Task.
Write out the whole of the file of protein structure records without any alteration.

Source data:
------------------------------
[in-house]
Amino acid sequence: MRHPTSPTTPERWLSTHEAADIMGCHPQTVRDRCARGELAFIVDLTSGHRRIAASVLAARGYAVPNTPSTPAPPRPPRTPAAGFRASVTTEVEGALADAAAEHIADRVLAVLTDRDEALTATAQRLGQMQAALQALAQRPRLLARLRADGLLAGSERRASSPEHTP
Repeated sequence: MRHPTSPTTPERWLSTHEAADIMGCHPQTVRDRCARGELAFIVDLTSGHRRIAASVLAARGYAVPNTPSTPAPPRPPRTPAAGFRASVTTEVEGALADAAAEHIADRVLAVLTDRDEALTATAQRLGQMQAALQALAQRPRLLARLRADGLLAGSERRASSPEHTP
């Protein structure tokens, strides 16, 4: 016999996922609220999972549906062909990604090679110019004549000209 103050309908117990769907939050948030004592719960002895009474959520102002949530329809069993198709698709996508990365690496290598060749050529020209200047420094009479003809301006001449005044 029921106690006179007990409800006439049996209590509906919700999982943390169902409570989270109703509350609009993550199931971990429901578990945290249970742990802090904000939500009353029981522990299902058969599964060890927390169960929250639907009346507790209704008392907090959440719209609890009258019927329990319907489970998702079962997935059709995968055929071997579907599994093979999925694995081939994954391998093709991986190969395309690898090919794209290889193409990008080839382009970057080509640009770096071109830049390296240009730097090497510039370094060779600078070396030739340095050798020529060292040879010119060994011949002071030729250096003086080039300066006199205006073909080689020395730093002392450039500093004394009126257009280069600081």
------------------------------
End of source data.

[in-house]
Amino acid sequence: MRHPTSPTTPERWLSTHEAADIMGCHPQTVRDRCARGELAFIVDLTSGHRRIAASVLAARGYAVPNTPSTPAPPRPPRTPAAGFRASVTTEVEGALADAAAEHIADRVLAVLTDRDEALTATAQRLGQMQAALQALAQRPRLLARLRADGLLAGSERRASSPEHTP
Repeated sequence: MRHPTSPTTPERWLSTHEAADIMGCHPQTVRDRCARGELAFIVDLTSGHRRIAASVLAARGYAVPNTPSTPAPPRPPRTPAAGFRASVTTEVEGALADAAAEHIADRVLAVLTDRDEALTATAQRLGQMQAALQALAQRPRLLARLRADGLLAGSERRASSPEHTP
């Protein structure tokens, strides 16, 4: 016999996922609220999972549906062909990604090679110019004549000209 103050309908117990769907939050948030004592719960002895009474959520102002949530329809069993198709698709996508990365690496290598060749050529020209200047420094009479003809301006001449005044 029921106690006179007990409800006439049996209590509906919700999982943390169902409570989270109703509350609009993550199931971990429901578990945290249970742990802090904000939500009353029981522990299902058969599964060890927390169960929250639907009346507790209704008392907090959440719209609890009258019927329990319907489970998702079962997935059709995968055929071997579907599994093979999925694995081939994954391998093709991986190969395309690898090919794209290889193409990008080839382009970057080509640009770096071109830049390296240009730097090497510039370094060779600078070396030739340095050798020529060292040879010119060994011949002071030729250096003086080039300066006199205006073909080689020395730093002392450039500093004394009126257009280069600081």